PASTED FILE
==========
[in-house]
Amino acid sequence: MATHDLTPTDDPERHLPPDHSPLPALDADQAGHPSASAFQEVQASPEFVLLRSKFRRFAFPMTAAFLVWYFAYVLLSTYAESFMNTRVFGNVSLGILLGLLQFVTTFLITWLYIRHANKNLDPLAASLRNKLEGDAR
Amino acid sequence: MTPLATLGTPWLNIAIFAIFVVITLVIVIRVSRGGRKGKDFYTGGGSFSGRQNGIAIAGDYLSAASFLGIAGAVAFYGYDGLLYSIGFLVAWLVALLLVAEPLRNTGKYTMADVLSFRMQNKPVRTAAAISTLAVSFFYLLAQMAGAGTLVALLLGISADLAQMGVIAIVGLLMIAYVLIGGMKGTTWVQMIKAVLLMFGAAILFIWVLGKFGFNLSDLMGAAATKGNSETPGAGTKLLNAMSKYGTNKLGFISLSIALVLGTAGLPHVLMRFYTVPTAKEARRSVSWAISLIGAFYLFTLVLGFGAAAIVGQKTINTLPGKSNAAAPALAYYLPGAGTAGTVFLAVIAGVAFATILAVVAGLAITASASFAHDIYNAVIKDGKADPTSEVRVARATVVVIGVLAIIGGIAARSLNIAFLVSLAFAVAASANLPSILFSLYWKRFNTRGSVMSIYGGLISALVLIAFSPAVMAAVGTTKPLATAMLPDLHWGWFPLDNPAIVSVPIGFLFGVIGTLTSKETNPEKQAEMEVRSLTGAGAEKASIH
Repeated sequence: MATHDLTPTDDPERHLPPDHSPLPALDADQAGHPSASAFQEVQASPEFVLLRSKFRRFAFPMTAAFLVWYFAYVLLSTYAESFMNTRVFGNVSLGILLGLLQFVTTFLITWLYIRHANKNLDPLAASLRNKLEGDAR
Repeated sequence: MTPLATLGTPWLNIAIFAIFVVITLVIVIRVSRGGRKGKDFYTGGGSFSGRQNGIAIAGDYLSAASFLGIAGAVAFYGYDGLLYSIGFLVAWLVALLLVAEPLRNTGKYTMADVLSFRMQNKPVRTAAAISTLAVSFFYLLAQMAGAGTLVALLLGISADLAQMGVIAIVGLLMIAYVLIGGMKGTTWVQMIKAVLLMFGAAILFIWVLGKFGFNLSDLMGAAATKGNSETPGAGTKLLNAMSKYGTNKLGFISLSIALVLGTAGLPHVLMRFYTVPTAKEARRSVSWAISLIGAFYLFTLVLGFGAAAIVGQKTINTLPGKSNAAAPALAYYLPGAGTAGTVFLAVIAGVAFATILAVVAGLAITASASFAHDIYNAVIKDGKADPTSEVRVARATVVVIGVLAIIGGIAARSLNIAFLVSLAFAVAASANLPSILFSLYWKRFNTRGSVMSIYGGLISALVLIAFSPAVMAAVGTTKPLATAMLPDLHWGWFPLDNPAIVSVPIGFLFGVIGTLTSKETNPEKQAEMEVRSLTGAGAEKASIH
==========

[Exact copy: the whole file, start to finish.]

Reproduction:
[in-house]
Amino acid sequence: MATHDLTPTDDPERHLPPDHSPLPALDADQAGHPSASAFQEVQASPEFVLLRSKFRRFAFPMTAAFLVWYFAYVLLSTYAESFMNTRVFGNVSLGILLGLLQFVTTFLITWLYIRHANKNLDPLAASLRNKLEGDAR
Amino acid sequence: MTPLATLGTPWLNIAIFAIFVVITLVIVIRVSRGGRKGKDFYTGGGSFSGRQNGIAIAGDYLSAASFLGIAGAVAFYGYDGLLYSIGFLVAWLVALLLVAEPLRNTGKYTMADVLSFRMQNKPVRTAAAISTLAVSFFYLLAQMAGAGTLVALLLGISADLAQMGVIAIVGLLMIAYVLIGGMKGTTWVQMIKAVLLMFGAAILFIWVLGKFGFNLSDLMGAAATKGNSETPGAGTKLLNAMSKYGTNKLGFISLSIALVLGTAGLPHVLMRFYTVPTAKEARRSVSWAISLIGAFYLFTLVLGFGAAAIVGQKTINTLPGKSNAAAPALAYYLPGAGTAGTVFLAVIAGVAFATILAVVAGLAITASASFAHDIYNAVIKDGKADPTSEVRVARATVVVIGVLAIIGGIAARSLNIAFLVSLAFAVAASANLPSILFSLYWKRFNTRGSVMSIYGGLISALVLIAFSPAVMAAVGTTKPLATAMLPDLHWGWFPLDNPAIVSVPIGFLFGVIGTLTSKETNPEKQAEMEVRSLTGAGAEKASIH
Repeated sequence: MATHDLTPTDDPERHLPPDHSPLPALDADQAGHPSASAFQEVQASPEFVLLRSKFRRFAFPMTAAFLVWYFAYVLLSTYAESFMNTRVFGNVSLGILLGLLQFVTTFLITWLYIRHANKNLDPLAASLRNKLEGDAR
Repeated sequence: MTPLATLGTPWLNIAIFAIFVVITLVIVIRVSRGGRKGKDFYTGGGSFSGRQNGIAIAGDYLSAASFLGIAGAVAFYGYDGLLYSIGFLVAWLVALLLVAEPLRNTGKYTMADVLSFRMQNKPVRTAAAISTLAVSFFYLLAQMAGAGTLVALLLGISADLAQMGVIAIVGLLMIAYVLIGGMKGTTWVQMIKAVLLMFGAAILFIWVLGKFGFNLSDLMGAAATKGNSETPGAGTKLLNAMSKYGTNKLGFISLSIALVLGTAGLPHVLMRFYTVPTAKEARRSVSWAISLIGAFYLFTLVLGFGAAAIVGQKTINTLPGKSNAAAPALAYYLPGAGTAGTVFLAVIAGVAFATILAVVAGLAITASASFAHDIYNAVIKDGKADPTSEVRVARATVVVIGVLAIIGGIAARSLNIAFLVSLAFAVAASANLPSILFSLYWKRFNTRGSVMSIYGGLISALVLIAFSPAVMAAVGTTKPLATAMLPDLHWGWFPLDNPAIVSVPIGFLFGVIGTLTSKETNPEKQAEMEVRSLTGAGAEKASIH